The trees were wearing their finest couture this week in eastern Pine County, Minnesota. The sugar maples were red and the birches were yellow, and the other trees were just about every shade possible, from orange to purple.
This was where the Upper and Lower Tamarack Rivers run through hardwood hills and wide wetlands before joining the St. Croix River. Other minor creeks also carry the tannin-stained water that looks so dark even under sunny skies.
There were few people around. The region is perhaps the lightest populated part of the watershed. One township, 36 square miles, boasts a population of just 88 residents. If it was a state, that would be put its population density between Alaska and Wyoming.
Gravel roads cut through the forests and cross the streams, and every so often, pickup trucks come along, usually carrying hunters. There are a few active farms raising some combination of hay, beef cattle, and corn. Most of the structures seemingly still occupied are the rustic hunting camps situated every several miles along most roads.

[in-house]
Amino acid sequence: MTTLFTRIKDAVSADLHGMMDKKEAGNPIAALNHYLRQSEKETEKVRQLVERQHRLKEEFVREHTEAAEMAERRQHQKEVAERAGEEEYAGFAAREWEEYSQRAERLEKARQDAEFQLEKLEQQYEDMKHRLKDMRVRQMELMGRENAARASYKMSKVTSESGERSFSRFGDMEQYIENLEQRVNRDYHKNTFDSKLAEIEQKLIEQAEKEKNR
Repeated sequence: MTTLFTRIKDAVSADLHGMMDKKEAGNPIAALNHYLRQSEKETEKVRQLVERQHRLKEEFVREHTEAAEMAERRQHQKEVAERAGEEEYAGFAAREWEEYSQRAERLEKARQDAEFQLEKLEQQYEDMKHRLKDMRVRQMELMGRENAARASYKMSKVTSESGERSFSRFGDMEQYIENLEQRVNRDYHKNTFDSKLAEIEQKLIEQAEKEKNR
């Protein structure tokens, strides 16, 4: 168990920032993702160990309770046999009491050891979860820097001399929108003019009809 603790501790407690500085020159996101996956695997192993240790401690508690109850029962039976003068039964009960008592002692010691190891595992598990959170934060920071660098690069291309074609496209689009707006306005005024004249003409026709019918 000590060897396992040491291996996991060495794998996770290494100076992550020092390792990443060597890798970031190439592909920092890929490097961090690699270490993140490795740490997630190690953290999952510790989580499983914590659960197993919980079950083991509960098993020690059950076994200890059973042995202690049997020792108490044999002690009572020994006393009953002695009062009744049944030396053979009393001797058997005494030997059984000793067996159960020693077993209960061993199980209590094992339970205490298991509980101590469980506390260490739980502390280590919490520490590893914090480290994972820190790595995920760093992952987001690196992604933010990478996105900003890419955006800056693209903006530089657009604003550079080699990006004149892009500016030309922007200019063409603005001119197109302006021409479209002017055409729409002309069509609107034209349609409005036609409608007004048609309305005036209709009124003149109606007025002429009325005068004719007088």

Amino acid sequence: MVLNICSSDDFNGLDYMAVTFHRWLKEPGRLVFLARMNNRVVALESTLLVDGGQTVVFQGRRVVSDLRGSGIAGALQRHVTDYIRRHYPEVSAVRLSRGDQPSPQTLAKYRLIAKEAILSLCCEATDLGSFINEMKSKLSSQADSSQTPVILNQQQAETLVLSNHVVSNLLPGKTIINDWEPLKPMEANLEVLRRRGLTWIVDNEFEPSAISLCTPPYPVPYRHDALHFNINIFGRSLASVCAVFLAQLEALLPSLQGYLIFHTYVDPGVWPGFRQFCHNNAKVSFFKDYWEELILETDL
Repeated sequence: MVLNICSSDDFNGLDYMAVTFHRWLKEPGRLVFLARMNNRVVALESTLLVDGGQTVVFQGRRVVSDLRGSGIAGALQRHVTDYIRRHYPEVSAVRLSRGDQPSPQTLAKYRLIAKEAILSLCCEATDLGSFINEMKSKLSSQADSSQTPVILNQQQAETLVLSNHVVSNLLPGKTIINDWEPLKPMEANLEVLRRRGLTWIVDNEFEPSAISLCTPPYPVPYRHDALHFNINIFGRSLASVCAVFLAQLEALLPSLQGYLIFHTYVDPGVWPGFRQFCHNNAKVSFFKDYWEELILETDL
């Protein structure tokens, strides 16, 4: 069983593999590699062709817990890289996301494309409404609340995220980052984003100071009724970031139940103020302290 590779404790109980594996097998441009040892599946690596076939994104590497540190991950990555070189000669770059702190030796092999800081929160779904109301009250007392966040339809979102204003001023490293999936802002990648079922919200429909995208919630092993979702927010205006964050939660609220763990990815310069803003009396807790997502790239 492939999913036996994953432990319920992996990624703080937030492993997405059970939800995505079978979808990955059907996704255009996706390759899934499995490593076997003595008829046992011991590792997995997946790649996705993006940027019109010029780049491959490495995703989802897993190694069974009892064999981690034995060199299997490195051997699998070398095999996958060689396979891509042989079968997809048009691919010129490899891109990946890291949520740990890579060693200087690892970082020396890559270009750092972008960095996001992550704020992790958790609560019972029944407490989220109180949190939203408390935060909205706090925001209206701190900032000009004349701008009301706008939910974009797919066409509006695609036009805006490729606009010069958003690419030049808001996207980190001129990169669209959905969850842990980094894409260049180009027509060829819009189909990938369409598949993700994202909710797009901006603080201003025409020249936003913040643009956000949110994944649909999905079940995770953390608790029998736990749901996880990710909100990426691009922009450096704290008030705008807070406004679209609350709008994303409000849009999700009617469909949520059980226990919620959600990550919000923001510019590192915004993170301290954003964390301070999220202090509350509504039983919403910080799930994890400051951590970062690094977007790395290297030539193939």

One night under starry skies, framed by tall trees, accompanied by the song of rushing water, the land seemed to posses a primeval power. There was not only the feeling of nature’s indifference, but human insignificance — the population of people here has already peaked, briefly booming during the days of railroads and pulpwood and fraudulent farmland, before falling to the few who call it home today.
The question of who would win a fight between humans and nature was settled a century ago, with wide woods the sign of the victor, and empty houses and falling down barns marking the defeated.
Another morning at dawn, a pair of trumpeter swans flew swiftly upriver, bugling softly in the low light. Later, a kingfisher plunged into the water and then flew to a nearby perch to dry in the rising sun. The roadsides reveal the migrating birds of the moment: dark-eyed juncos, northern flickers, and occasionally, a kestrel perched on an electrical wire. Blue jays screech and chickadees cheep.
The light was golden all day, glowing like an everlasting evening. When it hit leaves, the light was not so much blocked as the foliage was illuminated. Water flowed insistently down the creeks and rivers. As the nights get colder and the trees lose their leaves, it was fleeing before freezing.
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